1. A method is described that enables the electrical responses of motor axons isolated from the leg nerve of the crab Carcinus to be studied close to or at the site of imposed electrical currents, while this area is continuously bathed by physiological solution.
2. The three classes of repetitive responses originally described by Hodgkin (1948) have occurred during the present work and additional features of these responses have been described.
3. The results support Hodgkin's original thesis that the development of the spike generating mechanisms determine the response frequency during a repetitive response, but a progressive lengthening of the relative refractory period occurs during this response and is considered to be the agency that causes the gradual slowing down of the response frequency, i.e. the adaption.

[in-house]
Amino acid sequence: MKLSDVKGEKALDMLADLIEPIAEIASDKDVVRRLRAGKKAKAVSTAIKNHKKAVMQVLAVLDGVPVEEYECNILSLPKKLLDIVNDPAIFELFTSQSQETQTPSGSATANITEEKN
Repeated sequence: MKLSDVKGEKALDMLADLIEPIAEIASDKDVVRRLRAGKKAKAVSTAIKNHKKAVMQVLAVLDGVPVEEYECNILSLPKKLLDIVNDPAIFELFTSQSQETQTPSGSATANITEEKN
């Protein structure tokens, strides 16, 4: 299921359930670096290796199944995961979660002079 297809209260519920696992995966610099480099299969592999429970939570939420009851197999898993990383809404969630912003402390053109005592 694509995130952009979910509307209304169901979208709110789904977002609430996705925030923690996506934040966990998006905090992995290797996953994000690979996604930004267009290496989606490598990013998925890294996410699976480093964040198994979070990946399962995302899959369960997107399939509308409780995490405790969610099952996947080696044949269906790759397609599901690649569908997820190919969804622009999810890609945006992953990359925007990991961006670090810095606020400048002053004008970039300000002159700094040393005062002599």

4. The processes of membrane restoration (repolarization and recovery) have been shown to be sensitive to applied currents; anodal current hastening and cathodal current slowing it. These phenomena provide a basis for interpreting the change in the duration of the relative refractory period observed during the repetitive response.
5. The differences between the form of the repetitive response in the crab axon and the predictions of the Hodgkin-Huxley equations is discussed and it seems likely that the rapid recovery of the membrane resistance during the repolarization phase of the crab axon action potential underlies this difference.